Implications

It is interesting to note that the dual-earner families in this sample did have more relationship stress than their single-earner counterparts. It is also interesting that men indicated experiencing more work-related stress and women reported higher levels of home-related stress, although not significantly different. These two factors could exacerbate relationship stress. Although previous studies have shown that women, especially those who work and are parenting young children, have increased roles and stress, that finding was not supported by this research. It is possible that individuals have differing perceptions of the stress they are experiencing. As noted by previous researchers, some parents may thrive with more roles of responsibility while others may become debilitated by the stress (Loecher, 2002; Meeks, et al., 1986). Further research needs to be conducted investigating the relationship between role strain and stress on parents at different stages of the life cycle.


References

Altamirano, C. (2001, September). Stressed. Hispanic, 14, 86.

Bekker, M. H. J., Dejong, P. F., Zijlstra, F. A. H., & Von Landeghem, B. A. J. (2000). Combining care and work: Health and stress effects in male and female academics. International Journal of Behavioral Medicine, 7, 28-43. Retrieved September 20, 2005 from Academic Search Elite.

Brazelton, T. B. (1988). Stress for families today. Infant Mental Health Journal, 9, 65-71. Retrieved September 14, 2005 from PsycINFO.

Jacobs, J. A., & Winslow, S. E. (2004). Overworked faculty: Job stresses and family demands. Annals of the American Academy of Political & Social Science, 596, 104-129. Retrieved on September 22, 2005 from PsycINFO.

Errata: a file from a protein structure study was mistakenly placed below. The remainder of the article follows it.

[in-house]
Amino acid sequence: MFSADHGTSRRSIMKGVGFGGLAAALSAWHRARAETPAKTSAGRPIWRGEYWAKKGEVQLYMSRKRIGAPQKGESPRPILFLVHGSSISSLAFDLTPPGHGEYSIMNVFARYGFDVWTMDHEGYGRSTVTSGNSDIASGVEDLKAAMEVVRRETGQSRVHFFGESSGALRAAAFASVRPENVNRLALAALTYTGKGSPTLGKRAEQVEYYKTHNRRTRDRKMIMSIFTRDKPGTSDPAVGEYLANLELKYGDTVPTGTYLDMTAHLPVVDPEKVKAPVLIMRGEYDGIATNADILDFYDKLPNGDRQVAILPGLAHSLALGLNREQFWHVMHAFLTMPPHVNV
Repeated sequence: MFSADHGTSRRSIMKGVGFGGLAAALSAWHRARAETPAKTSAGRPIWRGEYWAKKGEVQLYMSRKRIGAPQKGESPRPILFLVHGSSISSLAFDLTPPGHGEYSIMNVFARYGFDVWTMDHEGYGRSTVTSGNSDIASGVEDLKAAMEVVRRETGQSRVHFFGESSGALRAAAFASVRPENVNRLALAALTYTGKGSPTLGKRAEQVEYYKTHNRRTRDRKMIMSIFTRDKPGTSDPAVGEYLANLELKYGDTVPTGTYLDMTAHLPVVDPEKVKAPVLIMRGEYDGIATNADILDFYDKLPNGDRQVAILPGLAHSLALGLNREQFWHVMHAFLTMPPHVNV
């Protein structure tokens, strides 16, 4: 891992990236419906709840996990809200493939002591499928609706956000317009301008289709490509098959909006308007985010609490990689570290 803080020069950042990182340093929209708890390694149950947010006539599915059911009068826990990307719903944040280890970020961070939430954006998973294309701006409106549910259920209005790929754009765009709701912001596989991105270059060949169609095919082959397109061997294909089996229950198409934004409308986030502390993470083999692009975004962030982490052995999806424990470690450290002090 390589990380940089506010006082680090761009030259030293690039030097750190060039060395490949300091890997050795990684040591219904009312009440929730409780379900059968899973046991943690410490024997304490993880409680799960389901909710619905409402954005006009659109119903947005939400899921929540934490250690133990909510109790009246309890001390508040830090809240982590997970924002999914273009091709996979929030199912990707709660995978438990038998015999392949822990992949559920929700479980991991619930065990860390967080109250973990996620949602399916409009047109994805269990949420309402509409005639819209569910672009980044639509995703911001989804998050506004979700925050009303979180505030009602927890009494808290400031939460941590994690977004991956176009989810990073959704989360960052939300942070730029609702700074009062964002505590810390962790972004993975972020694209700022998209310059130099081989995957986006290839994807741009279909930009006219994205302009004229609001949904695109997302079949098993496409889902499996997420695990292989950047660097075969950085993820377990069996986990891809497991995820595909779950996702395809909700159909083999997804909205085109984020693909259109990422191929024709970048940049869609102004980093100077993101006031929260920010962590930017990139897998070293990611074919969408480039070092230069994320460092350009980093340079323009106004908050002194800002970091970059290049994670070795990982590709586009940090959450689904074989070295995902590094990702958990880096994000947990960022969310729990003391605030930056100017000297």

Lechner, V. M. (1993). Support systems and stress reduction among workers caring for dependent parents. National Association of Social Workers, Inc, 38, 461-469. Retrieved September 10, 2005 from PsycINFO.

Loecher, B. (2002, April). Benefits of a balancing act. Prevention, 54, 48.

Matud, M. P. (2004). Gender differences in stress and coping styles. Personality and Individual Differences, 37, 1401-1415. Retrieved September 28, 2005 from SocINDEX.

Meeks, S., Arnkoff, D. B., Glass, C. R., & Notarius, C. I. (1986). Wives’ employment status, hassles, communication, and relational efficacy: Intra-versus extra-relationship factors and marital adjustment. Family Relations, 34, 249-255. Retrieved on September 22, 2005 from PsycINFO.

Scharlach, A. E. (2001). Role strain among working parents: Implications for workplace and community. Community, Work, and Family, 4, 215-227. Retrieved September 20, 2005 from Academic Search Premiere.

Stull, D. E., Bowman, K., & Smerglia, V. (1994). Women in the middle. Family Relations, 43, 319-324. Retrieved September 13, 2005 from SocINDEX. U.S. Bureau of the Census. (2004). Annual Demographic Survey. FINC-01. Selected Characteristics of Families by Total Money Income in 2004. Retrieved June 1, 2006 from ttp://pubdb3.census.gov/macro/032005/faminc/new01_001.htm

Voydanoff, P. (1988). Work role characteristics, family structure demands, and work/family conflict. Journal of Marriage and the Family, 50, 749-761.

Voydanoff, P. (1987). Work and Family Life. Newbury Park, CA: Sage.

Zimmerman, T. S., Haddock, S. A., Current, L. R., & Ziemba, S. (2003). Intimate partnership: Foundation to the successful balance of family and work. American Journal of Family Therapy, 31, 107-124. Retrieved September 22, 2005 from PsycINFO.